used to charge your batteries and run equipment.
In the USA and around the world, there are thousands of plants generating
electricity by using steam to turn the generators, water to turn the
generators, wind turbines, tides, and even nuclear power. The plants
are all connected to a power grid. In North America, the USA and Canada
are both hooked up to the same power grid. This grid is divided up
into many little grids and separate power sources, but by throwing
switches the power you get in your home can come from almost anywhere in
North America. This power can then be used by you to not only power all of
your electric appliances, but also to charge your batteries.
Usually, the batteries in your boat are recharged by the generator on your engine, but if hooked up to shore power, you can use a charger to do this. You can also put what is called a converter on your boat, convert the AC to 12 V DC and use it directly to run all of your DC equipment, as well as charge the batteries. A typical marine alternator.
Also, there are alternative methods to generate electricity. The best
known is solar power. Certain types of silicon, when exposed to sunlight,
put out a small amount of electric current. By connecting hundreds of
these solar cells together, large amounts of current can be generated.
Many boats used for long distance cruising use solar cells to recharge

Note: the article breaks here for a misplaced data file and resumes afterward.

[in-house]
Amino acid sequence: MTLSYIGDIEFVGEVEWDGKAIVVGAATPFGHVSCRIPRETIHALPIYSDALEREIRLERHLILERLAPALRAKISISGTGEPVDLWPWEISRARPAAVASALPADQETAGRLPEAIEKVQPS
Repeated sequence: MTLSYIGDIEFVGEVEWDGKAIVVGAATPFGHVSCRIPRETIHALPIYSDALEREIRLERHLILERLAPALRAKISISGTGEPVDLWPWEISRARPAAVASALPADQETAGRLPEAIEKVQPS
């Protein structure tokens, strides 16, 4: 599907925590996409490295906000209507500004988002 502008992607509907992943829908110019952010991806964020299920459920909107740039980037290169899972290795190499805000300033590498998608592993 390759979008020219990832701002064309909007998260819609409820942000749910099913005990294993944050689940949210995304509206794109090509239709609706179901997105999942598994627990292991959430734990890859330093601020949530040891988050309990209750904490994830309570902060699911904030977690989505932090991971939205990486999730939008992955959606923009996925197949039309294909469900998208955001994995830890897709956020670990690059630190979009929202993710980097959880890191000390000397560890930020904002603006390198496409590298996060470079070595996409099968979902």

Some cruisers also use wind powered generators to charge their batteries.
Also see http://newboatbuilders.com/pages/electricity16.html on solar power and wind turbines.
One of the most important concepts when dealing with electricity is the
AC uses three wires. A black wire which is
considered the hot side, a white wire which is considered the neutral, or
grounded side, and a third green wire which is a safety wire, or grounding
wire. If you go to your local substation you will see such a ground. Even
your house has a ground. If you look at the wiring in
your house you will see that it is made up of three wires bundled in a
cable. They are black, white, and green. If you have 220 or 440 there will
be a fourth wire which is red. Both the white and the green are connected
to ground. This is an important point, because on shore side systems the
white and green are connected. But on a boat they are not. That is why the distinction
between the grounded wire and grounding wire is so important.
In DC systems, ground is usually established by using the negative side as the ground. However, some DC systems do use a third wire. The positive wire is red, the negative wire is black or yellow, and the third wire is green.
All wiring on boats is color coded. That is, for each type of equipment
and for main power circuits there is a specific color used for the
positive wire. The negative is always black or yellow.
Another important point is that there should be only one ground point in any system. This goes for both DC and AC. Both are grounded at the engine block. This is the only point on the boat where the two systems are connected.
© newboatbuilders.com 2007 All rights reserved. revised 12/30/2016